Meet the Brazos

The platform is called Brazos. Brazos encompasses two chips: a Zacate or Ontario APU (Accelerated Processing Unit) and the Hudson Fusion Controller Hub (FCH). This is the whole reason AMD bought ATI, Zacate and Ontario are its first CPU-GPU hybrids.

While AMD is primarily targeting the netbook/ultraportable and notebook markets with Ontario and Zacate (respectively), we’ll also see nettops/desktops and mini-ITX motherboards based on Brazos. This may be the first time we see real competition to NVIDIA’s ION platform.

AMD's Zacate APU, 19mm x 19mm package, 413 balls, 75mm^2 die

Both APUs are built from the same die. Zacate and Ontario are physically identical, they just run at different clock speeds. The 40nm die is manufactured at TSMC and measures 75mm^2. The chip is very cheap to package as well. The BGA package only has 413 balls. As one AMDer put it, these chips are designed to be stamped out as quickly and as cheaply as possible.

Both are available in single and dual core versions, although the single core variant is just a dual-core chip with one core disabled to hit various market segments. Core unlocking is apparently possible, but unexpected given the target for these platforms and the amount of effort OEMs would have to go to in order to enable it.

The CPU cores are based on AMD’s first truly low power client architecture, codenamed Bobcat. We’ve discussed Bobcat in great length already, but at a high level it looks a lot like an out-of-order Atom processor without Hyper Threading. The fundamental architecture advantage should give Bobcat the performance advantage over Atom, at least at identical clock speeds.

The GPU is based on AMD’s 5000 series architecture (Evergreen) and features 80 shader cores and AMD’s new UVD3 decode engine.

The SKUs

At launch you’ll see four SKUs, the combinations and specs are listed below:

AMD Brazos Lineup
APU Model Number of Bobcat Cores CPU Clock Speed GPU Number of GPU Cores GPU Clock Speed TDP
AMD E-350 2 1.6GHz Radeon HD 6310 80 500MHz 18W
AMD E-240 1 1.5GHz Radeon HD 6310 80 500MHz 18W
AMD C-50 2 1.0GHz Radeon HD 6250 80 280MHz 9W
AMD C-30 1 1.2GHz Radeon HD 6250 80 280MHz 9W

Zacate takes the top two SKUs, while Ontario makes up the bottom two. The difference in TDP is entirely based on the clock speed of the CPU and GPU. And here is my concern. While a pair of Bobcats running at 1.6GHz are just awesome, drop the clock to 1.0GHz and I start getting concerned about performance. AMD didn’t let us test the C-50 but I’m curious to see what the margin of victory will be over Atom at that speed.

The GPU runs at 500MHz at the high end (Radeon HD 6310) and 280MHz at the low end (Radeon HD 6250). This paired with the single channel DDR3-800/1066 memory bus that has to be shared with the Bobcat cores means you should expect sub-5450 levels of performance out of these systems. Given their price point, that’s potentially not too bad. More enticing however is the fact that these APUs gain the benefit of the driver work AMD does on its discrete cards. Finally, game compatibility should be just as good on the low end as it is on the high end - assuming you meet the minimum specs for the title you’re running.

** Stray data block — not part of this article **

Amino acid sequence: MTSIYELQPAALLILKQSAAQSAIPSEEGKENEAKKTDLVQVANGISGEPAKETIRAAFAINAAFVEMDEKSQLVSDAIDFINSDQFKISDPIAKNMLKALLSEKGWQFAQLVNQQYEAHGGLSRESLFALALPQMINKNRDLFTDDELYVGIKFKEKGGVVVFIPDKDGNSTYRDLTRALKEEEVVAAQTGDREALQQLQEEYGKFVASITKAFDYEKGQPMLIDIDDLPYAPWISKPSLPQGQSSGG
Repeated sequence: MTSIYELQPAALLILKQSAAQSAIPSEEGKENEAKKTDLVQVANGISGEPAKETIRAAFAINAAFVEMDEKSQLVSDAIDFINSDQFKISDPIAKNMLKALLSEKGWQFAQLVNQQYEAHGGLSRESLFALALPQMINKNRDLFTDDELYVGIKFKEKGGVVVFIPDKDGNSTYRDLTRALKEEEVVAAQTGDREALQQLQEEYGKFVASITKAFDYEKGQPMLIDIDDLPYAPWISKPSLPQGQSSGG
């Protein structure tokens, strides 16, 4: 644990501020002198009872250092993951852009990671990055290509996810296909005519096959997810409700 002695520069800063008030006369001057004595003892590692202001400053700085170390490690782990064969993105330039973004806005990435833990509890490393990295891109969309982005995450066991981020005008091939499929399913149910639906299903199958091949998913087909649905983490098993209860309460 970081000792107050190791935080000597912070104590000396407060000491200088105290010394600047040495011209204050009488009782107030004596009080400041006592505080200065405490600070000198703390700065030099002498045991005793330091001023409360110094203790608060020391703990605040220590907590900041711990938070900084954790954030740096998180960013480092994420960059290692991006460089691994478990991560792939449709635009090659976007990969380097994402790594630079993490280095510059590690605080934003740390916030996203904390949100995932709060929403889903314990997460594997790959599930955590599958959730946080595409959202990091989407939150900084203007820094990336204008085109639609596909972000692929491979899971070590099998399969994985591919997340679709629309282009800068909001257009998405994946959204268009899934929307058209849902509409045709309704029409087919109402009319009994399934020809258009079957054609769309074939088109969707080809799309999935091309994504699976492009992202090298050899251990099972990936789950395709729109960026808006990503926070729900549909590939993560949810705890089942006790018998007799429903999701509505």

The lack of a brand for the CPU is a bit puzzling, but graphics are where it’s at these days.

Introduction The Chipset err...Fusion Controller Hub
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  • Dark_Archonis - Wednesday, November 10, 2010 - link

    You're right, and as I said, the iPad is likely not the ONLY cause.

    However, the fact remains that netbook sales are collapsing and I don't see them improving.
  • mino - Thursday, November 11, 2010 - link

    "Netbook" sales are collapsing for 2 reasons:
    1) crappy performance
    2) stupid Intel restrictions
    Both of which are to be remedied by Ontario ...
  • Dark_Archonis - Wednesday, November 10, 2010 - link

    Funny you mention that, as AMD is in a similar situation. Bobcat is too power-hungry to compete with ARM, but it doesn't have enough performance to direct compete with Celerons, Pentiums, and i3s. Bobcat will have more CPU performance than Atom it seems, but to what end?

    AMD has Intel on one side and Apple on the other side. As I already said, netbooks are facing direct competition from the iPad. This is competition that BOTH Intel and AMD have to deal with. For laptops, i3 and i5 processors still reign supreme in terms of CPU performance, heat, and power efficiency. Sandy Bridge laptops will significantly improve GPU performance.

    Intel is trying to put most of its Atom focus to TVs, HTPCs, tablets, and phones. Of course they face competition from ARM and Apple.

    Atom may be too power-hungry at the moment, but future Atoms will further decrease the TDP to far below Bobcat levels.
  • ze_troll - Wednesday, November 10, 2010 - link


  • Dark_Archonis - Wednesday, November 10, 2010 - link

    Look, CELERON and PENTIUM processors for sale. Just because they still carry old names, does not mean they are dead technology. They are Core and Core 2-based CPUs simply renamed.

    Now go back under your bridge troll.
  • Zoolookuk - Wednesday, November 10, 2010 - link

    Lots of comments here about this Vs Atom, but I think people are entirely missing the point about ultra-low power devices.

    First of all, what about ARM? The AMD/Intel rivalry is interesting if people still think that small devices will run Windows 7 Professional, or even OS X, but the reality is that OSes are changing. Android and most obviously iOS work differently, and I suspect that even OS X is moving much more towards GPGPU capabilities that make the CPU almost secondary.

    RISC and APU designs will be far more important in the next 5 years than they were in tghe last 15 years, and because of this, Intel probably has the biggest hill to climb. AMD understood this in 2006, which is why they bought ATI.

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